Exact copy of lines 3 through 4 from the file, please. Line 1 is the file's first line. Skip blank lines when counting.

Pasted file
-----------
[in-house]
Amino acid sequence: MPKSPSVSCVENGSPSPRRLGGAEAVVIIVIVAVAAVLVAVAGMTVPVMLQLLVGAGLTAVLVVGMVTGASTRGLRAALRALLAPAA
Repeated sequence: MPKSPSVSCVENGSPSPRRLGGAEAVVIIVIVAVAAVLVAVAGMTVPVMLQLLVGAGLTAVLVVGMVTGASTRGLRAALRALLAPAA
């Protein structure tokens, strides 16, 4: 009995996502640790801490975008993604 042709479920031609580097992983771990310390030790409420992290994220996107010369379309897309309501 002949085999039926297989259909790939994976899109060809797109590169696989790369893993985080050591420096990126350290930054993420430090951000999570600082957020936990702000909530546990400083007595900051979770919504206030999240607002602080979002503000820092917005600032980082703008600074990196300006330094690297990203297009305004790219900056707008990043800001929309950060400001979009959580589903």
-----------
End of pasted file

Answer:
Repeated sequence: MPKSPSVSCVENGSPSPRRLGGAEAVVIIVIVAVAAVLVAVAGMTVPVMLQLLVGAGLTAVLVVGMVTGASTRGLRAALRALLAPAA
């Protein structure tokens, strides 16, 4: 009995996502640790801490975008993604 042709479920031609580097992983771990310390030790409420992290994220996107010369379309897309309501 002949085999039926297989259909790939994976899109060809797109590169696989790369893993985080050591420096990126350290930054993420430090951000999570600082957020936990702000909530546990400083007595900051979770919504206030999240607002602080979002503000820092917005600032980082703008600074990196300006330094690297990203297009305004790219900056707008990043800001929309950060400001979009959580589903």